Connections between modeling elements: (A) Groundwater recharge is an input to (B) the groundwater budget model, and (C) the groundwater nutrient concentration model coupled with (D) land use, wastewater management scenarios, and water demand. The nutrient concentrations serve as inputs to (E) the marine water quality model and (G) marine habitat potential impact assessment. (H) The outputs of the analysis consist of maps of change in groundwater quality, marine water quality and potential impact to the marine habitat. (The wave model image in panel F is reprinted from [36] under a CC BY license, with permission from Charles Fletcher, original copyright 2009).

2.3 Wastewater management and land cover change scenarios

A total of eight scenarios were developed by combining different assumptions about future land development, water demand, cesspool conversion extent and technologies, and municipal wastewater treatment plant (WWTP) upgrade status. The location of the WWTP and current aggregated cesspools are shown in Fig 1C. The first scenario describes present-day conditions, with none of the cesspools converted and the WWTP not upgraded. The future permitted build out scenario simulates the case where land development occurs but no wastewater mitigation strategies are undertaken and all new development is served by the existing WWTP. The remaining six scenarios describe different wastewater management options under the assumption that the permitted build out occurs in the future. For the options with targeted conversion (Scenarios 5–8 in Table 1), risk scores determine whether cesspools in a particular area are converted to either septic or ATU systems. Risk scores were calculated with a weight and rating method using geographical mapping and numerical modeling [25]. Various factors, such as proximity to the shoreline, distance to groundwater, slope, and soil type were weighted based on their relative contribution to the OSDS risk. The efficiency ratings (low or high) denote how effective the upgrade technology is assumed to be at removing nutrients. Assumptions underlying each scenario are described in greater detail in the remainder of this section.

2.3.1. Land and water use.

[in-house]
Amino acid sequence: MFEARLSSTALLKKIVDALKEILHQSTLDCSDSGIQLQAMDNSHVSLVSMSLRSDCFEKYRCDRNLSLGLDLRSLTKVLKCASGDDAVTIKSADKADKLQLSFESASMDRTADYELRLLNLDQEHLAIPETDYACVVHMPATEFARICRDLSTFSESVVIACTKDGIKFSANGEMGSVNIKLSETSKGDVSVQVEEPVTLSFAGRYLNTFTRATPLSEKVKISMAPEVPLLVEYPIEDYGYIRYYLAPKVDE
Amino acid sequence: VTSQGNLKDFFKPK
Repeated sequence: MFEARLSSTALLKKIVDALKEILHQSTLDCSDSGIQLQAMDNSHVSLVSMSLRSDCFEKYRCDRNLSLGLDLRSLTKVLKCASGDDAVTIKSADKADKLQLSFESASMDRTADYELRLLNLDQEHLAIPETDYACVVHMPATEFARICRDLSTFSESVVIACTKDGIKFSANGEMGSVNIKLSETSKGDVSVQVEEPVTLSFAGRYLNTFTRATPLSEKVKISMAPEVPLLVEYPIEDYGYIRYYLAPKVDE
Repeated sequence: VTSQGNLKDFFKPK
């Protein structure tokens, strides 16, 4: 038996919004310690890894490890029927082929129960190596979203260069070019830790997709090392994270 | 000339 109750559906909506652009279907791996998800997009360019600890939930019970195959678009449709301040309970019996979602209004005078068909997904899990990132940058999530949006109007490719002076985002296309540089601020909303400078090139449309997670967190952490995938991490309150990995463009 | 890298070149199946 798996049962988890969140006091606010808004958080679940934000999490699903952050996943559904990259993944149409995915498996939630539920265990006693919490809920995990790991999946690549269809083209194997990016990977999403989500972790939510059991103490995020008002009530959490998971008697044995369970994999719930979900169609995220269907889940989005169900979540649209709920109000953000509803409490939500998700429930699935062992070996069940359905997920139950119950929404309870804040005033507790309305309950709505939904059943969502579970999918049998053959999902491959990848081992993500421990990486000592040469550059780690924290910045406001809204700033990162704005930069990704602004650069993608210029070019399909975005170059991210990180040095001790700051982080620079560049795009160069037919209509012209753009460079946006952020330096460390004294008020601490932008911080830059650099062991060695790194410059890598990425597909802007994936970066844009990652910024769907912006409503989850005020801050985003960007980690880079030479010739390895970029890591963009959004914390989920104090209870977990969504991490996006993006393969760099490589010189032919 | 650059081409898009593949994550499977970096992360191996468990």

Current land cover is shown in Fig 1A. Current water consumption is based on pumping rates reported to the Commission on Water Resource Management (CWRM). On average from 1990–2017, approximately 42,000 m3/d of water was pumped from the Keauhou basal aquifer, while approximately 16,310 m3/d was pumped from high-level wells located upgradient of the basal aquifer and outside of the model domain. Future development (Fig 1B) is based on allocated water permits, as indicated in the Kona Water Use Development Plan (WUDP), where each new residential unit was designated a water demand of 1.5 m3/d [37]. In all of the future scenarios, future water demand is assumed to be supplied entirely by pumping from high-level wells. This results in a 64,080 m3/d reduction in influx from the upland boundary condition of the groundwater model. We further assume that 50% of the future water demand will be used for outdoor purposes [38], while the remaining water (32,040 m3/d) is used indoors before being sent to the WWTP. Nutrient concentrations were applied to water flowing through each land parcel based on development type and intensity. Based on groundwater measurements from Keauhou pumping wells, nutrients released from natural land were assigned N and P concentrations of 1.0 mg/L and 0.1 mg/L, respectively. Groundwater recharge affected by golf courses (locations obtained from the Hawai‘i Statewide GIS Program: were assigned N and P concentrations of 7.59 mg/L and 0.54 mg/L, respectively [39]. Urban development was further divided into three intensity levels (low, medium, high) according to the 2005 Hawai‘i Coastal Change Analysis Program [40]. The low, medium, and high urban development intensities were assigned N concentrations in groundwater recharge of 1.13, 1.07, and 1.02 mg/L, respectively, and P concentrations of 0.107, 0.104, and 0.101 mg/L, respectively [41]. Where new development is anticipated in areas of previously-assigned natural land, nutrient concentrations associated with medium intensity development were assigned to recharging groundwaters. New development anticipated in previously developed areas were assigned new nutrient concentrations for groundwater recharge based on anticipated water demand. If anticipated water demand was 1.5 m3/d (i.e., one residential unit), nutrient concentrations were assumed to remain the same, but if water demand was >1.5 m3/d, nutrient concentrations were assumed to increase from medium to high intensity.